Phinney cited the example of Timothy Olson, who won the 2012 Western States 100, a 100-mile footrace through the High Sierras, in record time on a low-carb, high-fat diet: “He’s so skinny it looks like he can take a shower in a shotgun barrel. But even if he’s seven or eight percent body fat and only weighs 140 pounds, he still has 25,000 to 30,000 fat calories. If you’re about to undertake an event that’s going to cost you 14,000 calories, which tank would you like to be hooked into?”
Another benefit of the paleo diet is that it may help extend athletic careers by counteracting the deleterious effects of aging, Phinney says. Typically, below 50 grams of daily carbohydrate intake, the body responds by producing a fuel source from fat called ketone bodies, which also have anti-inflammatory properties that combat oxidative stress.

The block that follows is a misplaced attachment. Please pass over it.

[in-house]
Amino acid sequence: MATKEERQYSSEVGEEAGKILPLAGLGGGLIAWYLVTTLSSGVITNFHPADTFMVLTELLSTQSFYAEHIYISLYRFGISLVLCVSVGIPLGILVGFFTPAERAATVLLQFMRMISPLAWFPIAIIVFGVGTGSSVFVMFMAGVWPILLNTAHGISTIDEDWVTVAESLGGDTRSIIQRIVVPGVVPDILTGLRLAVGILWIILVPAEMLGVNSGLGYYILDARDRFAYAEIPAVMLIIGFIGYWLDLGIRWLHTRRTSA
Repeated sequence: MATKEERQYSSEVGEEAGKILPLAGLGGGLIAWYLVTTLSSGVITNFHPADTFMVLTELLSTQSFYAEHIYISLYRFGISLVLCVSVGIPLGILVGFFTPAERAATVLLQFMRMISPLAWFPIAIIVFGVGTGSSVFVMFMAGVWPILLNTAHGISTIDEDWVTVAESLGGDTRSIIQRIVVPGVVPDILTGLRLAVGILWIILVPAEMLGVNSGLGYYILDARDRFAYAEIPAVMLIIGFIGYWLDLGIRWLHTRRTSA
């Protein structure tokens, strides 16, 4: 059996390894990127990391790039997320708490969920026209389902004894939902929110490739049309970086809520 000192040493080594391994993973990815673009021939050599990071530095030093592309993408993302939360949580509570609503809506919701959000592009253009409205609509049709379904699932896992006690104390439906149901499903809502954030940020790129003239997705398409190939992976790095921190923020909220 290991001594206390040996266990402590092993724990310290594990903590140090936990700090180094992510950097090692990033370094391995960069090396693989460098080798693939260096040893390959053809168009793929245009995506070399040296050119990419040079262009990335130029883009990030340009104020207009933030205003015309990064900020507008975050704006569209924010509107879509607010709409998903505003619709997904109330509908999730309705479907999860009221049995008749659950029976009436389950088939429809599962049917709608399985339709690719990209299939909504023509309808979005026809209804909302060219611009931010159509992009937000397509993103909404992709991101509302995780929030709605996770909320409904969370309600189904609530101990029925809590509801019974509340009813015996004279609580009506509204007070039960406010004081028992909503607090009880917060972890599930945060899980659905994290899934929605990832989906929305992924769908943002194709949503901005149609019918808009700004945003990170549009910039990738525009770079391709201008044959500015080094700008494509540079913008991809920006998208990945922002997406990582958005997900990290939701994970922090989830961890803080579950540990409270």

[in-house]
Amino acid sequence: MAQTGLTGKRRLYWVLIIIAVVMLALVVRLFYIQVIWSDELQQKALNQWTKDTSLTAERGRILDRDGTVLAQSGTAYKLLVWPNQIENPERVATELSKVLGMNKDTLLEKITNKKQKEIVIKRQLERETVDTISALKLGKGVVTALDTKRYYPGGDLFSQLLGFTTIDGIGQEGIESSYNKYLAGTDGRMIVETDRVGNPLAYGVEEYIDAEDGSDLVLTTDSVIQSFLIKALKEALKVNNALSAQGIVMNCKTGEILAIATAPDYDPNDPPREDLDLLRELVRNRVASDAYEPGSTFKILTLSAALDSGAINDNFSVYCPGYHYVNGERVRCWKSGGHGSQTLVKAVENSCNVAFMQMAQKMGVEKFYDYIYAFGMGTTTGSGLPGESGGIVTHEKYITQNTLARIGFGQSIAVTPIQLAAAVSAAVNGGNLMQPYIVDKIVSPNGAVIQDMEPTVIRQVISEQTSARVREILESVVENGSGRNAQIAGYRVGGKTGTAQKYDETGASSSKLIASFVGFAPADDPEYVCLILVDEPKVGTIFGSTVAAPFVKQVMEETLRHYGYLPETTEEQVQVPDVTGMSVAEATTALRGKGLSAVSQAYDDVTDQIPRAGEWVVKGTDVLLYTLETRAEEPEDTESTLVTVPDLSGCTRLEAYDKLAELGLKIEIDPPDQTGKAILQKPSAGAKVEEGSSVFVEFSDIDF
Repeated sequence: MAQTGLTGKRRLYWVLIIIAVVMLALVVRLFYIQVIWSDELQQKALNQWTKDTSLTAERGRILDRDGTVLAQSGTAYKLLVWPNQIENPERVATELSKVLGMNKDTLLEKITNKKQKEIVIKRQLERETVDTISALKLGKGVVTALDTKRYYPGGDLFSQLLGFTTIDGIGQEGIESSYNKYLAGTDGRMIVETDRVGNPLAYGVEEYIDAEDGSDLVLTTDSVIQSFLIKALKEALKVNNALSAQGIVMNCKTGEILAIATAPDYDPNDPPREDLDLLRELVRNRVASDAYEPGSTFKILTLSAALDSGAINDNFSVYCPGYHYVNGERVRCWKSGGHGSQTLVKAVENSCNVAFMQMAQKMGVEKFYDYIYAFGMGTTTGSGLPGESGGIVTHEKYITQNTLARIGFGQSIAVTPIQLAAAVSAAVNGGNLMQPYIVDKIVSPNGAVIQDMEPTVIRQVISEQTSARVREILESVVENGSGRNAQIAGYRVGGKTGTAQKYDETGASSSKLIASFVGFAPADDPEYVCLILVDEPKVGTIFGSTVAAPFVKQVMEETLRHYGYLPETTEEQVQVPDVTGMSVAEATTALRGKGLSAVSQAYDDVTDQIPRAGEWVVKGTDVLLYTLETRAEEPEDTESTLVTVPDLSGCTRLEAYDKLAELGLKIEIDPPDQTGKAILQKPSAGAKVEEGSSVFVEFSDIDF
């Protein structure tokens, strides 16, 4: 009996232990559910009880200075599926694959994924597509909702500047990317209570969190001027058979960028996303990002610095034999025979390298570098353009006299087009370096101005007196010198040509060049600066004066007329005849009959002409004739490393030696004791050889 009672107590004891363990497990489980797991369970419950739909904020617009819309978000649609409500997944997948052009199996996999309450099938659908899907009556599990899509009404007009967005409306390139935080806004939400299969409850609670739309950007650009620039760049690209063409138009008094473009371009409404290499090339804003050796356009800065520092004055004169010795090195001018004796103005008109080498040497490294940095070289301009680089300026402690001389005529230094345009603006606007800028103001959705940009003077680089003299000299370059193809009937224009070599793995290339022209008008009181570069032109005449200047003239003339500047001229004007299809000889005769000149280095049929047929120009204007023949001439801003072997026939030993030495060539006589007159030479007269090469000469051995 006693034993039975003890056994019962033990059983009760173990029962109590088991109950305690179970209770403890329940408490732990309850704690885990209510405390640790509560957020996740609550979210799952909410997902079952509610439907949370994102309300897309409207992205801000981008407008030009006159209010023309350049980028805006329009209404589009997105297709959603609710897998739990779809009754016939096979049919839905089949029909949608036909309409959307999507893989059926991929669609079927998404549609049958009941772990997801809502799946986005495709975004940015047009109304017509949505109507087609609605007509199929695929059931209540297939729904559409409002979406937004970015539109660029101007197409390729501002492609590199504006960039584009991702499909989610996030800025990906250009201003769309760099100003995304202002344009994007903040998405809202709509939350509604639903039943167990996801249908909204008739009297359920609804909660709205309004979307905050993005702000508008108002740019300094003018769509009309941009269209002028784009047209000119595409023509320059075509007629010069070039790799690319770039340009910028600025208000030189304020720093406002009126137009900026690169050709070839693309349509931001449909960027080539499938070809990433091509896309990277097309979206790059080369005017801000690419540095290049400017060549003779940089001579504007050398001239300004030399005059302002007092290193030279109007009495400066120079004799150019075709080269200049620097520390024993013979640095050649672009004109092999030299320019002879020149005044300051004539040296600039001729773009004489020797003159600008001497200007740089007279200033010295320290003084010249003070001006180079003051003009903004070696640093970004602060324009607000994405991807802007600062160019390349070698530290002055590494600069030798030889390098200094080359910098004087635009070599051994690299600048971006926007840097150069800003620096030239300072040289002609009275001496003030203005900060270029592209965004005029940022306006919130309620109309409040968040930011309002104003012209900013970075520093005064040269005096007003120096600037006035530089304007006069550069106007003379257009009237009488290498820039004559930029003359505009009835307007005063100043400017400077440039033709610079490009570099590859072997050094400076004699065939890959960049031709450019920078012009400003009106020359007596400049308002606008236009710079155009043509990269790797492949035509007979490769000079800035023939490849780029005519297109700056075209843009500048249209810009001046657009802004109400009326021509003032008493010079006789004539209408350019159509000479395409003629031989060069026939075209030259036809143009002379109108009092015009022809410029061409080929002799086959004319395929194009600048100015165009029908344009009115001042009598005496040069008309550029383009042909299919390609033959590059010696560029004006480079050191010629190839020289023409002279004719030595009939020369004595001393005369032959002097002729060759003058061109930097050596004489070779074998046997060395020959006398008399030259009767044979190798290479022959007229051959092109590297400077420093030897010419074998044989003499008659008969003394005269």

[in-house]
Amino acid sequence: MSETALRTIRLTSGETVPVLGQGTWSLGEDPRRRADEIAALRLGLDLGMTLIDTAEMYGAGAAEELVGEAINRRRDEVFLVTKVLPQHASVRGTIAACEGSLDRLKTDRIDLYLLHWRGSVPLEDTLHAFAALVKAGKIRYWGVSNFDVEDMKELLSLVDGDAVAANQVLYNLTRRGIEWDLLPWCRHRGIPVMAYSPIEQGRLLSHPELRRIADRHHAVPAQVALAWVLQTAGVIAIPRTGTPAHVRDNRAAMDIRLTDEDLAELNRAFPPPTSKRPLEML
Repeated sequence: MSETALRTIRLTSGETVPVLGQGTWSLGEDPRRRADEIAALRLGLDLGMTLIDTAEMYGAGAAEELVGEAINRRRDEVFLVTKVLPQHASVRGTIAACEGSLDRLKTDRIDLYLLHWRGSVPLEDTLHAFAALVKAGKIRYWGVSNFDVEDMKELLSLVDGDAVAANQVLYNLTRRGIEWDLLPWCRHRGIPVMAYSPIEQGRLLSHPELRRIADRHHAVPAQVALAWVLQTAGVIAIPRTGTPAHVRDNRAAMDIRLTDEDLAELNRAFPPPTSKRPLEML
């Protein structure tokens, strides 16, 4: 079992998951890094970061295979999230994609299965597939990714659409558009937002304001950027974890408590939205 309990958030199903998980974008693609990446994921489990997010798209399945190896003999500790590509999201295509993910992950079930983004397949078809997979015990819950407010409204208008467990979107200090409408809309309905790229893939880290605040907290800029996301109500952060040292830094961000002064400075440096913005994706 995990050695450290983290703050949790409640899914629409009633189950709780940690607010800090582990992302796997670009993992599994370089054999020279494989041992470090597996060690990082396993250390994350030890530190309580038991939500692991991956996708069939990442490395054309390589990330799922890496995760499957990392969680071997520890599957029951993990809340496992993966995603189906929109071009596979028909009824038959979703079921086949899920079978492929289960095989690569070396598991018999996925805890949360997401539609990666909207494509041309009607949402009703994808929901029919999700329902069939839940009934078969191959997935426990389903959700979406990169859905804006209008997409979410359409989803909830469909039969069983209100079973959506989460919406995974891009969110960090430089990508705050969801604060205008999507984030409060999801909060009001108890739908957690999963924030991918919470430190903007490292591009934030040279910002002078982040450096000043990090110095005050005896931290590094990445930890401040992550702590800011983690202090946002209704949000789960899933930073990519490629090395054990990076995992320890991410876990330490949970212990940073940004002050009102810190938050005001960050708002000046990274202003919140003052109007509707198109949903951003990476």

“As you push performance and training to their limits, you’re running up against cumulative oxidative stress that leads to aging,” says Phinney. “So if you can use a strategy that counteracts that, it buys you a window of opportunity into longer periods of high-intensity competitive athletics.”
Canadian triathlete Simon Whitfield can only laugh when he looks back on his nutrition before linking up with Sisson and dropping carbs early in his career.
“It was so long ago, I can only think about it in general terms,” Whitfield says. “But I was like, ‘If low fat is good, then no fat must be better.’ I thought carb loading was the way to go.”
Now his diet includes such paleo staples as coconut oil, bacon, and ghee butter, with a focus on quality fats and proteins and “adequate” carbohydrate supply. He credits the switch with much of his professional success, which consists of 10 consecutive Canadian Triathlon Championship titles, gold in the triathlon at the 2000 Summer Olympics, and silver in 2008. It’s also played a role in his athletic longevity: “I think it’s a testament to the fact that I’m still doing it at 38, and I’m healthy and injury-free.”
Sisson points out that athletes have already done all they can in the realm of who’s willing to hurt more. Now they’re looking to nutrition. “The next breakthroughs in human performance, in events lasting longer than two hours, will come from this exact method.”